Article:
Thu 27th Oct 2016
Businesses left in dark over apprenticeship levy
Ann McGregor (Chief Executive of NI Chamber); Michael Gould (Assistant Director of the Youth Policy Division at the Department for the Economy) and Áine Brolly (Director Ardlinn Executive Search, CEO Cpl Northern Ireland).
Some of Northern Ireland’s leading businesses have expressed their concerns about the risks of the current Apprenticeship Levy which is due to be introduced in April 2017.
Over 80 members of the local business community attended a Northern Ireland Chamber of Commerce and Industry (NI Chamber) briefing with the Department for the Economy earlier today (26 October 2016).
The levy will affect all firms across the whole of the UK with a payroll of over £3m and will be 0.5% of a company’s salary bill, paid through PAYE, alongside income tax and National Insurance on a monthly basis.
Speaking at the event, which was hosted by local recruitment specialists, Cpl Northern Ireland, Ann McGregor, Chief Executive of NI Chamber, said:
“Businesses are overwhelmingly positive about apprenticeships, and recognise that workplace training can help boost skills, business growth and productivity. However, NI Chamber members have fundamental concerns about the proposed Apprenticeship Levy on a number of fronts.
“The Apprenticeship Levy is scheduled to be introduced in April 2017, just 6 months away yet it is clear that a lot of businesses have limited awareness or understanding of the implications or potential impact. It is important that the NI Executive seek greater clarity from HMRC for Northern Ireland employers, particularly on how the funding raised can be accessed post collection. In this period of uncertainty, following the EU referendum, further uncertainty is damaging to business confidence.
“From a business perspective it appears almost as another form of ‘payroll tax’ and it is not clear what the benefits to those businesses that do pay will be. It is already challenging enough to scale up Northern Ireland’s business base and this levy has the potential to act as a disincentive to growth unless its impact on business is demonstrable.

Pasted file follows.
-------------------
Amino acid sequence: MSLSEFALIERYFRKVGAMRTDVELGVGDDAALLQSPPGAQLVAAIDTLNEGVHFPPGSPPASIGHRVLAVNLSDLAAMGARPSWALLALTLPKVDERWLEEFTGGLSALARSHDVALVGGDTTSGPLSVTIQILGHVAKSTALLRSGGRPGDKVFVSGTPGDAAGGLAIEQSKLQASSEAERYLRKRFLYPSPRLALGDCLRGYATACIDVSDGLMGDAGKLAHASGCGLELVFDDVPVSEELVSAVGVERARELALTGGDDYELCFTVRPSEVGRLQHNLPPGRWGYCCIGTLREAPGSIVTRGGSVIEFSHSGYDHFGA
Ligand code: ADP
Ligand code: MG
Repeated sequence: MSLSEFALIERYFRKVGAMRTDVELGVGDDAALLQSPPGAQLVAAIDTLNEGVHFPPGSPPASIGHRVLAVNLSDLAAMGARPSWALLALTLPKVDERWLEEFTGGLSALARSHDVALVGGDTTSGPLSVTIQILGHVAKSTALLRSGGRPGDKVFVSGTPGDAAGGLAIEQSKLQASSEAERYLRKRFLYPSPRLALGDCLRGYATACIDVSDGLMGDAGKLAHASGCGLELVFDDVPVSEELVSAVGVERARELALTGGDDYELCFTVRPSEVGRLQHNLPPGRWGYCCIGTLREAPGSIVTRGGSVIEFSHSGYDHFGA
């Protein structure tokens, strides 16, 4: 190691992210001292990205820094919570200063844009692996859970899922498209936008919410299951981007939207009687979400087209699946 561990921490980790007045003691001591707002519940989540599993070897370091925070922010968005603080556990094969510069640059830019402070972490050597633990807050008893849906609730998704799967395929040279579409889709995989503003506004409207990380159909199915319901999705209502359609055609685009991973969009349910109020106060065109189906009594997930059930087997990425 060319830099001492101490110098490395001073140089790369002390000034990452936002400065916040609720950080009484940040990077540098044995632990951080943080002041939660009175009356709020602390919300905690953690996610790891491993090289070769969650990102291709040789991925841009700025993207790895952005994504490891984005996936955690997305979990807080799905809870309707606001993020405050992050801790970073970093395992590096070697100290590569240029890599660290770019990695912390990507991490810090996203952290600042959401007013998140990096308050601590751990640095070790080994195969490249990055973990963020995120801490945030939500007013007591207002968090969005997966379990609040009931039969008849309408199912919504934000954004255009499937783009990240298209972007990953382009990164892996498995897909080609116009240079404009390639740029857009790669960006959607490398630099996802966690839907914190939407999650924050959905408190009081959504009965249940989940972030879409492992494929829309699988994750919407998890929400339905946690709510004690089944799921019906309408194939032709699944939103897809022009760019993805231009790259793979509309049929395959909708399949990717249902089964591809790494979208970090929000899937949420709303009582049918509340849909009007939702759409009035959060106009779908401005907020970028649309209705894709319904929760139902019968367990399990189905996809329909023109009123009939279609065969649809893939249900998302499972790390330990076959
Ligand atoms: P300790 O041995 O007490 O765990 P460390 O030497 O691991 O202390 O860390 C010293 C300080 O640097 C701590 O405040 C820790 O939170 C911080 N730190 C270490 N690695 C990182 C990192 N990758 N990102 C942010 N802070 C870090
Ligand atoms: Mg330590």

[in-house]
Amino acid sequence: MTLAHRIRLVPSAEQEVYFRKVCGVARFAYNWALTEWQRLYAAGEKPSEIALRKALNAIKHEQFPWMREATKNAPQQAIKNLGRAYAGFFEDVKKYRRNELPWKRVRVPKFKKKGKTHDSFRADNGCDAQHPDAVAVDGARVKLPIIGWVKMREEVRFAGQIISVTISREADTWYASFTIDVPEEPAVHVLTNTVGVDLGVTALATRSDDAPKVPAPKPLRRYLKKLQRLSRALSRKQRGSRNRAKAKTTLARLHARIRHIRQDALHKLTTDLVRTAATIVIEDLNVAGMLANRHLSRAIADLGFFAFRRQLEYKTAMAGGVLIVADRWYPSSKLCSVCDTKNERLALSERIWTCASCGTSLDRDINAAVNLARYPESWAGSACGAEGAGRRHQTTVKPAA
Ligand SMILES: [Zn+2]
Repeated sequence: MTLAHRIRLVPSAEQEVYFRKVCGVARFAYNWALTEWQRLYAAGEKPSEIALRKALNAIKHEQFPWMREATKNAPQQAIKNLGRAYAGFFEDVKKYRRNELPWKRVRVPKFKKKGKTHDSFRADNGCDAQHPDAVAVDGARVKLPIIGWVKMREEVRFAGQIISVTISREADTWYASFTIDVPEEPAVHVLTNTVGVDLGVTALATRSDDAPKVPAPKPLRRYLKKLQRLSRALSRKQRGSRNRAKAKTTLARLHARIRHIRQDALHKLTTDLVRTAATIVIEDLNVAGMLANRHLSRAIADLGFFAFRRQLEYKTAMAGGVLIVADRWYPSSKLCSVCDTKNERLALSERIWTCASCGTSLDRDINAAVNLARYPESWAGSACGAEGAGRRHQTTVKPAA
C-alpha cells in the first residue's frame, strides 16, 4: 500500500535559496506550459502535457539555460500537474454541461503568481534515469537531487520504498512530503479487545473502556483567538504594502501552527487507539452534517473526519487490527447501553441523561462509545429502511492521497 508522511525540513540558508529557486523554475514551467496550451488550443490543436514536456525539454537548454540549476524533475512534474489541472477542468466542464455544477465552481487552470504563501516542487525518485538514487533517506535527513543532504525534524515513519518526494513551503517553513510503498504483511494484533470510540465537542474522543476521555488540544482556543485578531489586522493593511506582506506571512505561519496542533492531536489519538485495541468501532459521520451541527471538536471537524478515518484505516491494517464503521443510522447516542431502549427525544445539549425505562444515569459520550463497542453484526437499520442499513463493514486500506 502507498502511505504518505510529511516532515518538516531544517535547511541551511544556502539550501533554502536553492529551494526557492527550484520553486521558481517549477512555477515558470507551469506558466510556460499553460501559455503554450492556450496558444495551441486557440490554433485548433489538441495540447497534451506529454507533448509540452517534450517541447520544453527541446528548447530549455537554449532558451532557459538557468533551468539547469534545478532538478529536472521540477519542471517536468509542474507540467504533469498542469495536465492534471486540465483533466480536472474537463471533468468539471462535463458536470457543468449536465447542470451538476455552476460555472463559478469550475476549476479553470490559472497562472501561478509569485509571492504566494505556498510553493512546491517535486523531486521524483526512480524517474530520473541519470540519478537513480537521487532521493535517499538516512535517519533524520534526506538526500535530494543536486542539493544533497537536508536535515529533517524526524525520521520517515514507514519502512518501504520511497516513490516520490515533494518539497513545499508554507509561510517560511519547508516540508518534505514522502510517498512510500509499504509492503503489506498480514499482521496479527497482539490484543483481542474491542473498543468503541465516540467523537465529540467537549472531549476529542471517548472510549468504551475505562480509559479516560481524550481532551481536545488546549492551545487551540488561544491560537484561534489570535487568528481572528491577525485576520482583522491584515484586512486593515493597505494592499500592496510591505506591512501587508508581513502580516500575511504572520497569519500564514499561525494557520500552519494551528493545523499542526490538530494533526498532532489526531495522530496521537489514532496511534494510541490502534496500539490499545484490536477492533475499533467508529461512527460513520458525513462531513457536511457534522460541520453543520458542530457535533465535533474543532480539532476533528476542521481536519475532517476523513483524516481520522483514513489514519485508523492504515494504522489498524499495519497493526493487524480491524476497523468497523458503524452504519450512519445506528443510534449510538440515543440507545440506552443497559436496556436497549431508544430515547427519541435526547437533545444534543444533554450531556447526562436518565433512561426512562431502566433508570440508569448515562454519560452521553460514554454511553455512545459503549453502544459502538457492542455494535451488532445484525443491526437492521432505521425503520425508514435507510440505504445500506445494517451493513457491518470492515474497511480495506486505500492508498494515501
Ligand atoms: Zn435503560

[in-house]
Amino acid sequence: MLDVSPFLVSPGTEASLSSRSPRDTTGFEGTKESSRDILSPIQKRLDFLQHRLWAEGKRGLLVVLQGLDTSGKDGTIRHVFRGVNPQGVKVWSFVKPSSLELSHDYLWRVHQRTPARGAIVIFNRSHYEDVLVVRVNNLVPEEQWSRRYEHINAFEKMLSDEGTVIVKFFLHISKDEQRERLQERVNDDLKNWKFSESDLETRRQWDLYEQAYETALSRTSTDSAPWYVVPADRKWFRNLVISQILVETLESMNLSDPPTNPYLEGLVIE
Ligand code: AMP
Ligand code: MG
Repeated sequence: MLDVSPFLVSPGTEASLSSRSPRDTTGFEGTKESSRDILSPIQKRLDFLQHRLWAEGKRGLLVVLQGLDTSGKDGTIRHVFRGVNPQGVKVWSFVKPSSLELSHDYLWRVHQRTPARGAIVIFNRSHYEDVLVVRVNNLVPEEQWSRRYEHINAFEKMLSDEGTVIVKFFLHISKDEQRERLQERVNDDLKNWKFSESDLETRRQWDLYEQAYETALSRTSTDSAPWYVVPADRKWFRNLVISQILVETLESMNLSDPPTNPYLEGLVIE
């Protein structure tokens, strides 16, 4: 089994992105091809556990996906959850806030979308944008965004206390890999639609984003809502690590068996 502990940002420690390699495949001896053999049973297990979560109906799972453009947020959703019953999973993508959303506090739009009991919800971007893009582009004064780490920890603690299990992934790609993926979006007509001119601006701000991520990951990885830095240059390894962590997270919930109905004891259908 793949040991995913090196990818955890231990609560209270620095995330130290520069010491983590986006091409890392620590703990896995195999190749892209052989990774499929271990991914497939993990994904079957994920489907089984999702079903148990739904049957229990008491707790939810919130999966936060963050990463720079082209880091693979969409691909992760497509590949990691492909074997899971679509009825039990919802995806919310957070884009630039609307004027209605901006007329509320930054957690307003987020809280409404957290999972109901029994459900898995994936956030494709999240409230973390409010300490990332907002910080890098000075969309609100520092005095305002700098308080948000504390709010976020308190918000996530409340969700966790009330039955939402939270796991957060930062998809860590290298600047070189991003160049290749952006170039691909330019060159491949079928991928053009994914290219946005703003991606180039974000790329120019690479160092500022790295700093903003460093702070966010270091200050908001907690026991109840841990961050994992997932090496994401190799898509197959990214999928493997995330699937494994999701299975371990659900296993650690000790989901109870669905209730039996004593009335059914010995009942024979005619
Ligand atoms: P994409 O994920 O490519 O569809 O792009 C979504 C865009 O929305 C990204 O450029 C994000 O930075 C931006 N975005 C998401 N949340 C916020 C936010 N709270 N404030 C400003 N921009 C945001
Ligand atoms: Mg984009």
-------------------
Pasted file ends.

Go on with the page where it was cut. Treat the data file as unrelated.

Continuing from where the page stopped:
“We do not think the practicalities of the levy have been fully thought through, particularly from a devolved perspective. For example, how will businesses access the fund? How much of the fund will be available? How will it work for businesses that are multinational and train centrally or businesses that have staff working outside NI?
“The Executive must also provide assurance that the monies they receive from the levy will be ring-fenced for apprenticeship/skills funding only. It is also important to understand how the levy will complement existing apprenticeship and training policy in Northern Ireland and incentivise the provision of high quality apprenticeships in the region.”
Aidan Flynn, Managing Director of construction firm Flynn, said:
“Flynn are one of the largest local employers in construction with around 250 staff mostly working within Northern Ireland. As a result of this, we shall be one of the companies hit by the proposed Apprenticeship Levy which will result in a tax on our business roughly equivalent to our retained profits in a typical year of trading.”
Mr Flynn commented that the construction sector already pays a similar CITB Levy and is now being faced with a further tax around apprenticeships. He continued:
“As a leading training and apprenticeship organisation, Flynn has a long track record of success in providing the skills and experience to give young people sustainable careers within construction. That position is put under threat by the imposition of this levy, which on top of the CITB levy and Assembly’s BuySocial clauses, means we are paying three times for apprenticeships with no increase in support or return from this new tax.
“The £3m wage bill cut-off is also a disincentive for smaller firms to grow permanent positions to a point where they will trigger this levy. Equally, large firms may well review their direct employment levels in an effort to reduce their wage bills below the trigger point. None of this is good news for creating sustainable employment within the local industry, already decimated by years of economic recession and government delay on investment in infrastructure.
“Our local Assembly must take note of the real concerns of construction companies who are striving to provide sustainable careers that add value to the economy. It would be unforgiveable that this region is neglected by our elected representatives whilst competitors across the UK are supported.”